My primary link into this emerging expression of the food movement is Jan Daly who works with the Leon County Health Department.  I put in a garden at Jan's house last December.  While digging in the dirt together, we share our dreams of community gardens, widespread access to fresh, affordable food.  Somewhere amidst the conversation, she told me about her participation with HEAT, Health Equity Alliance of Tallahassee.

HEAT, co-founded by Miaisha Michell (with the Greater Frenchtown Governors Revitalization Council) and Lance Gravlee (Medical Anthropologist from the University of Florida) is interested in the distribution of health in Tallahassee.  Which communities are the most healthy?  Which the least?  From that starting point, they're looking at why some communities are less healthy than others.  Is it medical care?  Stress?  Economics?  Access to healthy food?  This is the point at which the food council comes in.

The Food Council, acting under the auspices of HEAT is drawing together the health care community, including health departments as well as organizations and institutions working on childhood obesity and diabetes in addition to community and school garden folks like the Damayan Garden Project.  There are more collaborators; that's who I remember for the moment.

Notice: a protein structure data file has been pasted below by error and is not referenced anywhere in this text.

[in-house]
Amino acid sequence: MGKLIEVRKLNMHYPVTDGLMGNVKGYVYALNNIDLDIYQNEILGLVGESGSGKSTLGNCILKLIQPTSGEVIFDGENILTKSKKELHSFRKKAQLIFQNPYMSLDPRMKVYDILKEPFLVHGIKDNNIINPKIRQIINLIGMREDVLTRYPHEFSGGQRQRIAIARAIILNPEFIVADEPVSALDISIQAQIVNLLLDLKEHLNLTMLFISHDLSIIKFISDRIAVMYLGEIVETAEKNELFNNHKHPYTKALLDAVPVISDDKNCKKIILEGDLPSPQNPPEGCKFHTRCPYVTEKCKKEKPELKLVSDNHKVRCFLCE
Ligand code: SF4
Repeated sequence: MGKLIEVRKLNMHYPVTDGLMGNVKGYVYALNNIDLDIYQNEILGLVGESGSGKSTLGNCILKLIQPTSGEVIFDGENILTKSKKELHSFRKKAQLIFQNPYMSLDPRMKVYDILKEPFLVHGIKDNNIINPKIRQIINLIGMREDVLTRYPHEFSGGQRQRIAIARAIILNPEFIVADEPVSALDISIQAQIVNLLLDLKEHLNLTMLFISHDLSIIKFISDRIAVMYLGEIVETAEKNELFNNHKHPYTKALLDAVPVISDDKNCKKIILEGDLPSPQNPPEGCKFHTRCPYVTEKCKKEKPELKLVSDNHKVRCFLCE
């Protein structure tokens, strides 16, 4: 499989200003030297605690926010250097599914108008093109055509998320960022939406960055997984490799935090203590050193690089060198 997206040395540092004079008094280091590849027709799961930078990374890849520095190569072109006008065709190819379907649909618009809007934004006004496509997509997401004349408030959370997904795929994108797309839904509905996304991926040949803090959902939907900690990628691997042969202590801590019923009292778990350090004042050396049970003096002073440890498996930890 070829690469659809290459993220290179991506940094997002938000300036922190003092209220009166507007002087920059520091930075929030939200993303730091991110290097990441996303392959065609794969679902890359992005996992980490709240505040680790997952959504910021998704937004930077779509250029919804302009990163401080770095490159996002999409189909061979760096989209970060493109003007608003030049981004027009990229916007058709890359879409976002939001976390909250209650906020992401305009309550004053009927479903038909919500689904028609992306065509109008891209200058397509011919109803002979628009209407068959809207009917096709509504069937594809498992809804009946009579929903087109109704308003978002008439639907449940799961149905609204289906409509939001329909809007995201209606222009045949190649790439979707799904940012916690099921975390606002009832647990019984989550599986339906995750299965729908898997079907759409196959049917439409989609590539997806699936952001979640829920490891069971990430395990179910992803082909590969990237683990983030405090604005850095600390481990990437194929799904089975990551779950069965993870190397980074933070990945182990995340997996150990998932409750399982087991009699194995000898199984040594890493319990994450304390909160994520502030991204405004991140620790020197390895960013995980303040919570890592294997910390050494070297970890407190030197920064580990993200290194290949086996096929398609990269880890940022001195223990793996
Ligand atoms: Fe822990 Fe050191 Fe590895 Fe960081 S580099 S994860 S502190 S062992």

I attended a Food Council meeting in the middle of February.  Mark Tancig, board member of Damayan presented on best practices of Food Policy Councils from around the country, highlighting the work being done in Atlanta and Vancouver.  After Mark's piece, I presented on some of the best food access/community gardening practices around Tallahassee and the greater Southeast.  At the next meeting, the Council will decide how to move forward with additional research about food access and what steps the Council should undertake and advocate to make healthy, affordable food within reach of the entire Tallahassee population.  And note, their inspiration is coming primarily from health-- especially childhood health.